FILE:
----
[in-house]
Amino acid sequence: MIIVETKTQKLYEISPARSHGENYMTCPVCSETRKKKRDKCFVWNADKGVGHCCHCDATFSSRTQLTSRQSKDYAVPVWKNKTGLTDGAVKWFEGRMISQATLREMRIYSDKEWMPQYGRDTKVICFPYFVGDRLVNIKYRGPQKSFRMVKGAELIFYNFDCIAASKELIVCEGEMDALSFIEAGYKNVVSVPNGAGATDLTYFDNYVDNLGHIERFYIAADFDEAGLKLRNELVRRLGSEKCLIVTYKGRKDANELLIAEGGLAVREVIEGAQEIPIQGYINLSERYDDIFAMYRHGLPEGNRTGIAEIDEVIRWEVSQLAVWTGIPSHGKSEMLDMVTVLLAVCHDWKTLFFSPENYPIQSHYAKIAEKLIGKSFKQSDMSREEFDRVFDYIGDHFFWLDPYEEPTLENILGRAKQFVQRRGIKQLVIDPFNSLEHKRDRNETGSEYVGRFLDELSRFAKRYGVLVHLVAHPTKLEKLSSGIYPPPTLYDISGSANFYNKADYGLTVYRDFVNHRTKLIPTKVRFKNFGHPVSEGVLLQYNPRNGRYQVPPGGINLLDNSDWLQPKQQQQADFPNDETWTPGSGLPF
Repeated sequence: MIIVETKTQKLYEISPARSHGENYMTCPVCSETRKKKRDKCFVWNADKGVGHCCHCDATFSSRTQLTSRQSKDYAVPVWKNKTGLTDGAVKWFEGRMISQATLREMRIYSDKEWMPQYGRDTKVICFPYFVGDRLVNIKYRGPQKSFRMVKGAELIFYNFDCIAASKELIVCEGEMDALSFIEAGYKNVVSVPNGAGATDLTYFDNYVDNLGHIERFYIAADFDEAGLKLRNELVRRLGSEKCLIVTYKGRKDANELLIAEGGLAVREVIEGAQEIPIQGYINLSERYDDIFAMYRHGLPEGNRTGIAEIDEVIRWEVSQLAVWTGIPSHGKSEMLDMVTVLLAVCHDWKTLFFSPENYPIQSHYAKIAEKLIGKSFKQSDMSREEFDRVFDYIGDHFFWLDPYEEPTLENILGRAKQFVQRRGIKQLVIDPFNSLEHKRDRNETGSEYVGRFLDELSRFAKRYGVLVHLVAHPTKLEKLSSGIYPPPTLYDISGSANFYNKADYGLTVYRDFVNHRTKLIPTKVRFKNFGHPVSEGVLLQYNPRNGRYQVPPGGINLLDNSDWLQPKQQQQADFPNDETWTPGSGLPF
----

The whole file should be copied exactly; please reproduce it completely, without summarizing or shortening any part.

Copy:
[in-house]
Amino acid sequence: MIIVETKTQKLYEISPARSHGENYMTCPVCSETRKKKRDKCFVWNADKGVGHCCHCDATFSSRTQLTSRQSKDYAVPVWKNKTGLTDGAVKWFEGRMISQATLREMRIYSDKEWMPQYGRDTKVICFPYFVGDRLVNIKYRGPQKSFRMVKGAELIFYNFDCIAASKELIVCEGEMDALSFIEAGYKNVVSVPNGAGATDLTYFDNYVDNLGHIERFYIAADFDEAGLKLRNELVRRLGSEKCLIVTYKGRKDANELLIAEGGLAVREVIEGAQEIPIQGYINLSERYDDIFAMYRHGLPEGNRTGIAEIDEVIRWEVSQLAVWTGIPSHGKSEMLDMVTVLLAVCHDWKTLFFSPENYPIQSHYAKIAEKLIGKSFKQSDMSREEFDRVFDYIGDHFFWLDPYEEPTLENILGRAKQFVQRRGIKQLVIDPFNSLEHKRDRNETGSEYVGRFLDELSRFAKRYGVLVHLVAHPTKLEKLSSGIYPPPTLYDISGSANFYNKADYGLTVYRDFVNHRTKLIPTKVRFKNFGHPVSEGVLLQYNPRNGRYQVPPGGINLLDNSDWLQPKQQQQADFPNDETWTPGSGLPF
Repeated sequence: MIIVETKTQKLYEISPARSHGENYMTCPVCSETRKKKRDKCFVWNADKGVGHCCHCDATFSSRTQLTSRQSKDYAVPVWKNKTGLTDGAVKWFEGRMISQATLREMRIYSDKEWMPQYGRDTKVICFPYFVGDRLVNIKYRGPQKSFRMVKGAELIFYNFDCIAASKELIVCEGEMDALSFIEAGYKNVVSVPNGAGATDLTYFDNYVDNLGHIERFYIAADFDEAGLKLRNELVRRLGSEKCLIVTYKGRKDANELLIAEGGLAVREVIEGAQEIPIQGYINLSERYDDIFAMYRHGLPEGNRTGIAEIDEVIRWEVSQLAVWTGIPSHGKSEMLDMVTVLLAVCHDWKTLFFSPENYPIQSHYAKIAEKLIGKSFKQSDMSREEFDRVFDYIGDHFFWLDPYEEPTLENILGRAKQFVQRRGIKQLVIDPFNSLEHKRDRNETGSEYVGRFLDELSRFAKRYGVLVHLVAHPTKLEKLSSGIYPPPTLYDISGSANFYNKADYGLTVYRDFVNHRTKLIPTKVRFKNFGHPVSEGVLLQYNPRNGRYQVPPGGINLLDNSDWLQPKQQQQADFPNDETWTPGSGLPF